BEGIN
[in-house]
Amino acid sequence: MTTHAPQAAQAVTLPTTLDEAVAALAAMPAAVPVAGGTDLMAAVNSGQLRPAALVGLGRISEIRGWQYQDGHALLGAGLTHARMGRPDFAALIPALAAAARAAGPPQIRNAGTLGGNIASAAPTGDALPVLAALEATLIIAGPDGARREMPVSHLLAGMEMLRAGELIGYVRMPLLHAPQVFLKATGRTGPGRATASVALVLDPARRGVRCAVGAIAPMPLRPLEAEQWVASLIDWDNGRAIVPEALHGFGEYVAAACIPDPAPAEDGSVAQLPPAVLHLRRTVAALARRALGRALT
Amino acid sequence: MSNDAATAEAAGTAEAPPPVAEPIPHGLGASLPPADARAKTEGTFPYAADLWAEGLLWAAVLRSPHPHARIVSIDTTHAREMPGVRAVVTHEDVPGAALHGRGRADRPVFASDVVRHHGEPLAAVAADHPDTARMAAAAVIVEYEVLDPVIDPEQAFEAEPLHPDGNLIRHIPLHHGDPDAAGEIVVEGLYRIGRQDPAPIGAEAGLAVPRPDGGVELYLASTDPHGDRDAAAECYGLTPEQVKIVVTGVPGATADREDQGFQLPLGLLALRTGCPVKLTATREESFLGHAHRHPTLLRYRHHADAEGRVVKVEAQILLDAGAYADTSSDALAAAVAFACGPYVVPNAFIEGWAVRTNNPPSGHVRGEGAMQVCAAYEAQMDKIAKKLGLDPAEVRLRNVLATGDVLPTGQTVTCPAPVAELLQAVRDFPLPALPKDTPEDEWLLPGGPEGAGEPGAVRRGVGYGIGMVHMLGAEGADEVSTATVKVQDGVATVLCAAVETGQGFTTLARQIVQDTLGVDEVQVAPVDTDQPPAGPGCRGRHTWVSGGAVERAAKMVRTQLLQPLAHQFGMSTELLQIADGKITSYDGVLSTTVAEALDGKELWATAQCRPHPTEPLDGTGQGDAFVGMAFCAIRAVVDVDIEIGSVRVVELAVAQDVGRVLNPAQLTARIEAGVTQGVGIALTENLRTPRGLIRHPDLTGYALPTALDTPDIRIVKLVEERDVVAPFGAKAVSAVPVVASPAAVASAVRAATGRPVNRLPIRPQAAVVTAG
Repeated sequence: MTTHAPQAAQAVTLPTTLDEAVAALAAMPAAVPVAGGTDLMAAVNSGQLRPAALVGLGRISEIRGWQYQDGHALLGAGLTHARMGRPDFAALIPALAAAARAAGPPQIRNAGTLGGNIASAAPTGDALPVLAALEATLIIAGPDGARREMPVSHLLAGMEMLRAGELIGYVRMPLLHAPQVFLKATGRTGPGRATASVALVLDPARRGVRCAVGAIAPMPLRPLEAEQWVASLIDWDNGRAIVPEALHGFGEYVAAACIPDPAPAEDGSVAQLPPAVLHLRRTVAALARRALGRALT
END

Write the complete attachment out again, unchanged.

[in-house]
Amino acid sequence: MTTHAPQAAQAVTLPTTLDEAVAALAAMPAAVPVAGGTDLMAAVNSGQLRPAALVGLGRISEIRGWQYQDGHALLGAGLTHARMGRPDFAALIPALAAAARAAGPPQIRNAGTLGGNIASAAPTGDALPVLAALEATLIIAGPDGARREMPVSHLLAGMEMLRAGELIGYVRMPLLHAPQVFLKATGRTGPGRATASVALVLDPARRGVRCAVGAIAPMPLRPLEAEQWVASLIDWDNGRAIVPEALHGFGEYVAAACIPDPAPAEDGSVAQLPPAVLHLRRTVAALARRALGRALT
Amino acid sequence: MSNDAATAEAAGTAEAPPPVAEPIPHGLGASLPPADARAKTEGTFPYAADLWAEGLLWAAVLRSPHPHARIVSIDTTHAREMPGVRAVVTHEDVPGAALHGRGRADRPVFASDVVRHHGEPLAAVAADHPDTARMAAAAVIVEYEVLDPVIDPEQAFEAEPLHPDGNLIRHIPLHHGDPDAAGEIVVEGLYRIGRQDPAPIGAEAGLAVPRPDGGVELYLASTDPHGDRDAAAECYGLTPEQVKIVVTGVPGATADREDQGFQLPLGLLALRTGCPVKLTATREESFLGHAHRHPTLLRYRHHADAEGRVVKVEAQILLDAGAYADTSSDALAAAVAFACGPYVVPNAFIEGWAVRTNNPPSGHVRGEGAMQVCAAYEAQMDKIAKKLGLDPAEVRLRNVLATGDVLPTGQTVTCPAPVAELLQAVRDFPLPALPKDTPEDEWLLPGGPEGAGEPGAVRRGVGYGIGMVHMLGAEGADEVSTATVKVQDGVATVLCAAVETGQGFTTLARQIVQDTLGVDEVQVAPVDTDQPPAGPGCRGRHTWVSGGAVERAAKMVRTQLLQPLAHQFGMSTELLQIADGKITSYDGVLSTTVAEALDGKELWATAQCRPHPTEPLDGTGQGDAFVGMAFCAIRAVVDVDIEIGSVRVVELAVAQDVGRVLNPAQLTARIEAGVTQGVGIALTENLRTPRGLIRHPDLTGYALPTALDTPDIRIVKLVEERDVVAPFGAKAVSAVPVVASPAAVASAVRAATGRPVNRLPIRPQAAVVTAG
Repeated sequence: MTTHAPQAAQAVTLPTTLDEAVAALAAMPAAVPVAGGTDLMAAVNSGQLRPAALVGLGRISEIRGWQYQDGHALLGAGLTHARMGRPDFAALIPALAAAARAAGPPQIRNAGTLGGNIASAAPTGDALPVLAALEATLIIAGPDGARREMPVSHLLAGMEMLRAGELIGYVRMPLLHAPQVFLKATGRTGPGRATASVALVLDPARRGVRCAVGAIAPMPLRPLEAEQWVASLIDWDNGRAIVPEALHGFGEYVAAACIPDPAPAEDGSVAQLPPAVLHLRRTVAALARRALGRALT